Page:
Karibu! Welcome!

Since 2004, EWB@ MSU's professional and student volunteers have worked with community members in Khwisero, Kenya to provide water and sanitation infrastructure at the district's 58 primary schools, making it easier for Khwisero's children to avoid waterborne disease and get an education.

In that time, the group has grown from a small club to one of MSU's premier student organizations, raising hundreds of thousands of dollars to fund seven borehole wells, six composting latrines and a biogas latrine that serve thousands of community members.

Thank you for joining us as we continue to work hand-in-hand with local partners to make a difference in one small part of our world. As Western Kenya's limited internet access allows, we will update this blog while in-country with the successes, stories and lessons provided by our work.

Thursday, May 19, 2011

Returning to Khwisero

Joe Thiel, Project Manager

It’s good to be almost back.

Our first travel team for the summer has officially touched ground in Nairobi, and the experience has left us excitedly looking forward to Khwisero.

Don’t get me wrong… Nairobi is a lovely place. Although not exactly therapeutic, this cataclysm of a city does carry a certain charm (I especially recommend the city market, the perfect place for remedial lessons in bartering). No, Nairobi is not the problem. Rather, I think we’re all chomping at the bit to start the work that for which we have spent the last year preparing.

Those preparations, I think, are going to pay off, as we are entering this summer better prepared for an increasingly ambitious array of projects than we have at any point in the past. We hope to construct four more composting latrines, conduct wide-ranging sociology research into Khwisero’s people, culture and daily life, develop a better understanding of past development efforts, research future development plans, run eye glass clinics and much, much more.

Most importantly, it appears that we might be able to finally, finally, finally begin construction of our first distribution pipeline, three years in the making, which will provide clean water to five schools, two health clinics and a market.

None of this, however, would be possible without the incredible dedication of a whole host of EWBers. I’d like to highlight just a couple, my teammates on this particular adventure. Return traveler John Rios, our group's token vegetarian, will head up the summer’s sociology research, including a new collaboration we’ve started with Project WET, a Bozeman based non-profit that creates education materials related to water use. Jonah Barta, the baby of the group, is also planning to use his time on the ground to research Khwisero culture. Jeff Moss, our chapter president, hopes to apply his education in bio-resources engineering as we construct composting latrines this summer. Rounding out the team is me, Joe Thiel, a chemical engineering student serving as one of our three project managers this summer.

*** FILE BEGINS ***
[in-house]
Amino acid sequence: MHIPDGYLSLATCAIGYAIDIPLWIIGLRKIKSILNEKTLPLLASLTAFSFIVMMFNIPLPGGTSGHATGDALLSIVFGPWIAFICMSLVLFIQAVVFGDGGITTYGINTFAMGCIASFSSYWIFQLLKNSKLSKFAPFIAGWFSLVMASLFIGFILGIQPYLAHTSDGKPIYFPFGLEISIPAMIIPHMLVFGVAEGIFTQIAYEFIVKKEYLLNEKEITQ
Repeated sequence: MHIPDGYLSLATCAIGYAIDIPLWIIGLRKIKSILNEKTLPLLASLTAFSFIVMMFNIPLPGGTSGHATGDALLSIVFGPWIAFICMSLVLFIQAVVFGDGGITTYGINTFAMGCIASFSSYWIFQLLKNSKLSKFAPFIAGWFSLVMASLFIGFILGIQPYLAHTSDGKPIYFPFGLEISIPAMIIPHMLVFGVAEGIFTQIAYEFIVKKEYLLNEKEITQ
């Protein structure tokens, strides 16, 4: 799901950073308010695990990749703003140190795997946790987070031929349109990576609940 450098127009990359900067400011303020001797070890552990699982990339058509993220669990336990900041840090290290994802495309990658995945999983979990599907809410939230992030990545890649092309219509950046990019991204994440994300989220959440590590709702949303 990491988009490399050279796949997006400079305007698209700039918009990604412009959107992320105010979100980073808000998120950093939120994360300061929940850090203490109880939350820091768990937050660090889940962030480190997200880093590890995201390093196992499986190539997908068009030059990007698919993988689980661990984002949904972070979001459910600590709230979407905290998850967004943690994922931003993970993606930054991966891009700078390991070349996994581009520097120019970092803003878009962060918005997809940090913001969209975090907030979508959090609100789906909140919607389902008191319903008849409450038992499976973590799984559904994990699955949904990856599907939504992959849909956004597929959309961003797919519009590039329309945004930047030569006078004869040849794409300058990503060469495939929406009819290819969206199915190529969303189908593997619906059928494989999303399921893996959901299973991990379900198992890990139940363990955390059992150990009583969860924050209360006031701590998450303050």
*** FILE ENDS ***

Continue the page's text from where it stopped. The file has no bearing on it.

Over the coming months, we are tasked with empowering communities, providing them with those resources that allow them to achieve their own needs. It’s not an easy thing to do; indeed, it’s a complex challenge that we’ve each put in countless hours trying to better understand. However, I think if we focus on how these communities change us, it simplifies a great deal.

Khwisero is composed of interwoven communities that contain many deeply beautiful people. Getting to know them, working with them, sharing our mutual interest in each other’s lives and culture is in itself a great time and an exercise that creates trust and friendship. In the end, that is our goal: to share with the people of Khwisero both our skills and our friendship so that we can both become better.

1 comment:

Laura said...

Hurray! So glad you all got there safely. Eat lots of sim sim for me (those sesame candies they sell on the bus). Hugs!